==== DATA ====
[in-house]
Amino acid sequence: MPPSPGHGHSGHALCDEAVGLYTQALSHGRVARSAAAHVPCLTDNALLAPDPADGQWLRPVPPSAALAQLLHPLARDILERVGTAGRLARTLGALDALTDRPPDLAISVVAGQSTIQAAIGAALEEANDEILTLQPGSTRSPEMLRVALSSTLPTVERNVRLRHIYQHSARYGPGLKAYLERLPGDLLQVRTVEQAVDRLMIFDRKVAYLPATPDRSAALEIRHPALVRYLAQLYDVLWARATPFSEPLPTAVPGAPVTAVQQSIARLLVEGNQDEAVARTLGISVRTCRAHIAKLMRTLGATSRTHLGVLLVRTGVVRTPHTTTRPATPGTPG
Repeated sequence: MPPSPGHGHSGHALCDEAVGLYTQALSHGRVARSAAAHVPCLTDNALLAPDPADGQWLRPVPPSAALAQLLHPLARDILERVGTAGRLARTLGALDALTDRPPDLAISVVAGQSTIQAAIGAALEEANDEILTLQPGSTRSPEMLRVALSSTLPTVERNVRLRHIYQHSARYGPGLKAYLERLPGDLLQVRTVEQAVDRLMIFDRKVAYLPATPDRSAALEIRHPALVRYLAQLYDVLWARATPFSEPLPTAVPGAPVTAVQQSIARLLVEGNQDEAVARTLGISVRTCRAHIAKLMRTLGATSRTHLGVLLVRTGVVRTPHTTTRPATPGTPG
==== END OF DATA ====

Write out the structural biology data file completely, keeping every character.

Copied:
[in-house]
Amino acid sequence: MPPSPGHGHSGHALCDEAVGLYTQALSHGRVARSAAAHVPCLTDNALLAPDPADGQWLRPVPPSAALAQLLHPLARDILERVGTAGRLARTLGALDALTDRPPDLAISVVAGQSTIQAAIGAALEEANDEILTLQPGSTRSPEMLRVALSSTLPTVERNVRLRHIYQHSARYGPGLKAYLERLPGDLLQVRTVEQAVDRLMIFDRKVAYLPATPDRSAALEIRHPALVRYLAQLYDVLWARATPFSEPLPTAVPGAPVTAVQQSIARLLVEGNQDEAVARTLGISVRTCRAHIAKLMRTLGATSRTHLGVLLVRTGVVRTPHTTTRPATPGTPG
Repeated sequence: MPPSPGHGHSGHALCDEAVGLYTQALSHGRVARSAAAHVPCLTDNALLAPDPADGQWLRPVPPSAALAQLLHPLARDILERVGTAGRLARTLGALDALTDRPPDLAISVVAGQSTIQAAIGAALEEANDEILTLQPGSTRSPEMLRVALSSTLPTVERNVRLRHIYQHSARYGPGLKAYLERLPGDLLQVRTVEQAVDRLMIFDRKVAYLPATPDRSAALEIRHPALVRYLAQLYDVLWARATPFSEPLPTAVPGAPVTAVQQSIARLLVEGNQDEAVARTLGISVRTCRAHIAKLMRTLGATSRTHLGVLLVRTGVVRTPHTTTRPATPGTPG